Same Problems, Different Virus

October 20, 2014

Evelyn McKnight and Lauren Lollini

Lauren Lollini is a patient safety advocate who has been integral in changing laws to keep patients safe as well as a member of the Drug Diversion Prevention Committee.

Lauren Lollini is a patient safety advocate who has been integral in changing laws to keep patients safe as well as a member of the Drug Diversion Prevention Committee.

If you are like many Americans out there with access to electricity or cell reception, you have been bombarded by the media attention to this ebola situation. I phrase it as a situation because I do not quite know how else to categorize it, yet. Typically, I am not one to catastrophize. And like my fellow patient safety advocates across the country, we are not surprised by the same things which might mortify the rest of our fellow Americans.

Why not, you ask? Because we have seen this all before, over and over again.
read more »

Tom McKnight reflects on 33 years of family practice

October 13, 2014

Evelyn McKnight and Lauren Lollini

Tom McKnight recently was named the Nebraska Family Physician of the Year at the Nebraska State Capitol

Tom McKnight recently was named the Nebraska Family Physician of the Year at the Nebraska State Capitol

It is a pleasure to announce that Dr. Thomas A. McKnight—Tom—a founding member of HONOReform and our medical director, was honored by Governor Dave Heineman on October 8, 2014. In a special proclamation, Tom was named “2014 Family Physician of the Year” in Nebraska. We are grateful for Tom’s ongoing leadership and guidance.
He is pictured with Representative Jeff Fortenberry and Governor Dave Heineman. The text of his talk is included here.

Thank you Gov Heineman, Representative Heineman, and the NE Academy of Family Physicians. I am humbled and honored by this award. I know that there are many deserving family physicians in our state that provide outstanding, compassionate care on a daily basis to Nebraska families.

I chose to go into family medicine because it provides the opportunity to be involved in peoples’ lives from birth to death. I’ve enjoyed family medicine because of the broad range of challenges emotionally and intellectually that each patient encounter brings. In my daily routine I often celebrate with new parents when they bring their baby to the doctor for the first time and then go to the next exam room to break the news to a married couple that the husband has terminal lung cancer and has only a few months to live. I have to say family medicine is as challenging and exciting now as it was 33 years ago when I started my practice.

After finishing medical school at UNMC i did my residency in Cedar Rapids, IA. I took a temporary position in the ER while we were waiting the birth of Luke. This gave me a chance to see a different side of medicine. It taught me that i wanted to develop long term relationships with patients and that i would only be fulfilled in having my own practice.

We volunteered for 6 months in various Native American Health Centers in NM, MT and AK before we settled in our new home in Fremont. This time period also allowed me to get licensure and staffing in place to open my solo practice in July, 1981. I still remember how happy but anxious i was to see my very first patient with brand new staff. Evelyn and I wonder if it was bravery or foolishness to have a new baby, buy a house, start a brand new practice with no patient base, all with no other income. It worked out. Fremont has been very supportive of us and it has been a marvelous place to practice medicine and raise a family.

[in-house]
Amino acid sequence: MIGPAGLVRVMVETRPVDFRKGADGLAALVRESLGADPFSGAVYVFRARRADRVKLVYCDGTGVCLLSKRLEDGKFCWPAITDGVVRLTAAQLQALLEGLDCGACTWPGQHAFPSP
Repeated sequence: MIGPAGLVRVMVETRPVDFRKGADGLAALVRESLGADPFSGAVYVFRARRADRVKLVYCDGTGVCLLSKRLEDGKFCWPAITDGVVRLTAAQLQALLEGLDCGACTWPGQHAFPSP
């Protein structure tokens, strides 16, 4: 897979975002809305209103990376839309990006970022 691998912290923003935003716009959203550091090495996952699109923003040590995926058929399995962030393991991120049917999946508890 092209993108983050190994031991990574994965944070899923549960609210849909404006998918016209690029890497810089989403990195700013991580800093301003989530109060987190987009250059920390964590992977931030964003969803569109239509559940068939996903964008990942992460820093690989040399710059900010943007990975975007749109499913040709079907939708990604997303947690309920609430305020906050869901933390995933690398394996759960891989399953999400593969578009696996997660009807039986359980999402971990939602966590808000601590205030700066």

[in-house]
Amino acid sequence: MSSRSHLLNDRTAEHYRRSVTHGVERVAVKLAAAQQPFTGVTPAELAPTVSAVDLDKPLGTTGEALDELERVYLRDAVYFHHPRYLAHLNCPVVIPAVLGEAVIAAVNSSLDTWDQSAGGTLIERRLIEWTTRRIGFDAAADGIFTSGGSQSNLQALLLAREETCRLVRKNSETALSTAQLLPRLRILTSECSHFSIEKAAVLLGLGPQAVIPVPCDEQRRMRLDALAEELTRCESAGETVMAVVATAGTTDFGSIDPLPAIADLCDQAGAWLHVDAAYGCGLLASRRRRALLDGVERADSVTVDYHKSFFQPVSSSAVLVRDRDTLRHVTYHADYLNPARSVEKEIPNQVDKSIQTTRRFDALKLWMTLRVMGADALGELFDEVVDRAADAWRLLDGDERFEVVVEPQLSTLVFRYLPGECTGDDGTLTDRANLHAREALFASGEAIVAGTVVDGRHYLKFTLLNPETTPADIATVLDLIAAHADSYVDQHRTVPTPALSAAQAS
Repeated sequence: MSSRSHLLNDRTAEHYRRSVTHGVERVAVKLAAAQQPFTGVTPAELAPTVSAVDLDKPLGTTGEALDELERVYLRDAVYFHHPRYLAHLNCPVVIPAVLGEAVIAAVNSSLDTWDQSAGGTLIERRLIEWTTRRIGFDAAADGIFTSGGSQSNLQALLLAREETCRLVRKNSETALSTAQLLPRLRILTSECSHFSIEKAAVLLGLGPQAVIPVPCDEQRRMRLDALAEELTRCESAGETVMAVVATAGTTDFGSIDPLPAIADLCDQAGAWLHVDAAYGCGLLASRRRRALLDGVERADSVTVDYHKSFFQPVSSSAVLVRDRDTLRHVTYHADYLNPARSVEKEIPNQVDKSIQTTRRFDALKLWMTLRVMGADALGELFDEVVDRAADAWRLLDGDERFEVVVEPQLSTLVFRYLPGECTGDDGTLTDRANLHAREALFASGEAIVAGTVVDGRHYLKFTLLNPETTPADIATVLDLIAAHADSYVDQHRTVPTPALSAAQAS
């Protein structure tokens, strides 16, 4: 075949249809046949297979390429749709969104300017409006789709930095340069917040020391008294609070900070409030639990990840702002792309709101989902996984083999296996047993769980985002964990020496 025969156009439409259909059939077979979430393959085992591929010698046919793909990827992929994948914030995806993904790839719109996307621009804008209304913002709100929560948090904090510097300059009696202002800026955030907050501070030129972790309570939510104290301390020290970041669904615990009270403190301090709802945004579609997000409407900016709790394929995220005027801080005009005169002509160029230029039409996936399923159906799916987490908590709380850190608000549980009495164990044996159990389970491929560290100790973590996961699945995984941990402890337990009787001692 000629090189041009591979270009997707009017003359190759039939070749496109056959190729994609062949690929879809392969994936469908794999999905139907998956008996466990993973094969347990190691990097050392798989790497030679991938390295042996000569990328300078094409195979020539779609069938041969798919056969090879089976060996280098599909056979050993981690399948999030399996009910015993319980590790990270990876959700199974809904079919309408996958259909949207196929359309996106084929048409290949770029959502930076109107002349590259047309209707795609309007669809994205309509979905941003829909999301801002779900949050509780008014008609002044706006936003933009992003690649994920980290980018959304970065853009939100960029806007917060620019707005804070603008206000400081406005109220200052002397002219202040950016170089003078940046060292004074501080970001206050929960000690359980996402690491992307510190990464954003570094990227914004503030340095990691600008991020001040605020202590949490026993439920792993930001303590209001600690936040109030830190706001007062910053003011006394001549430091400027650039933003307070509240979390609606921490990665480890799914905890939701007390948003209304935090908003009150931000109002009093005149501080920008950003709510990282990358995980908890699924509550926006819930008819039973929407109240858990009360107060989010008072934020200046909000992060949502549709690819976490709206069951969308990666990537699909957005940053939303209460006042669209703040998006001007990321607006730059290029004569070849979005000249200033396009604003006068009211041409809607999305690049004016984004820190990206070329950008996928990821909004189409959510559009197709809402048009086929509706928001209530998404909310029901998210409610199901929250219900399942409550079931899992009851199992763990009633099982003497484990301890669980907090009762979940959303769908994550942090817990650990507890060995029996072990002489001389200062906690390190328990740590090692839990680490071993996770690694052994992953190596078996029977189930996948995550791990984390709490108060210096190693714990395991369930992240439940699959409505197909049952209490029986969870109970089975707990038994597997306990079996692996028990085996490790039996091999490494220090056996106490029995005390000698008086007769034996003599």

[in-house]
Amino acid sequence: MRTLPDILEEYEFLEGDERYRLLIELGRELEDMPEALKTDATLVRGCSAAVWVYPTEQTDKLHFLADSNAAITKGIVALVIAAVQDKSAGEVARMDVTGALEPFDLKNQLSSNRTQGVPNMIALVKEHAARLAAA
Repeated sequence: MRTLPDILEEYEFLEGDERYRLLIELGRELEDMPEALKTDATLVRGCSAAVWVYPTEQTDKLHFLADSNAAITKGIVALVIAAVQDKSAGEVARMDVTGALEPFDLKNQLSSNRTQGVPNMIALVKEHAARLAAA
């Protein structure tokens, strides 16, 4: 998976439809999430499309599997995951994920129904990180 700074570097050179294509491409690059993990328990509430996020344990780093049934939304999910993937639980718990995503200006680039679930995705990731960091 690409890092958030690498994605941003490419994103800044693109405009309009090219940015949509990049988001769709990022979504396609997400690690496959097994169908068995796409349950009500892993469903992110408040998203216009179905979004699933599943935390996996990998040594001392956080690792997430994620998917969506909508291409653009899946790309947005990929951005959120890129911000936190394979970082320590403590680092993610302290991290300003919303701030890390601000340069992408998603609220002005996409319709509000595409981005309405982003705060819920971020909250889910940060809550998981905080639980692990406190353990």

The loyalty of my staff is unmatched. In the 33 years of practice 2 employees have been with me from the beginning, 6 have been with me 25 years or more and 9 have been with me for more than 10 years. We have 5 families who have two generations that serve patients with me. With all the stresses and changes in medicine, I think this is remarkable. It shows their dedication to caring for their friends and neighbors in Fremont. Their dedication goes beyond the time they spend at the office. They attend patients’ weddings and funerals, give baby showers for needy patients and organize fundraisers to help with patient’s medical bills. Most importantly they hold patients’ hands when they need a compassionate listener, share in the joy of a new baby and shed tears in the loss of a loved one. Patients know their dedication and i think that often they would rather see their favorite staff member than me. The same devotion the staff shows to our patients they extend to me and my family. They do their best to make my day run as smoothly as possible and that is not easy, given how many emergencies come up in one day. In the years of illness within my own family, they sent supper home with me every day for a year. They took our kids to their activities and hugged me through the time of my mother’s death. We will never forget your kindness and compassion.

The most important part of this journey is my family. They were patient and understanding when i was called from family life to attend to others’ needs. I was privileged to mentor all three sons during their medical education. It was marvelous to see their compassion and care of patients during their family medicine rotations. It gave them an understanding of my career. I’m honored that they have chosen medicine for their own career paths. Its rewarding and sometimes humorous to talk to them about their own patients. I got a phone call from Curtis the psychiatrist recently, asking me how to treat constipation!

The most important person here is Evelyn. She has stood by my side, been the most trusted confidante and understanding partner that i could have. She was the mother, often the father when i wasn’t able to be part of family life. She waited patiently for me many late nights to share the joys and sorrows of my day. I know how difficult it is and she continues to offer her support and love. I am eternally grateful.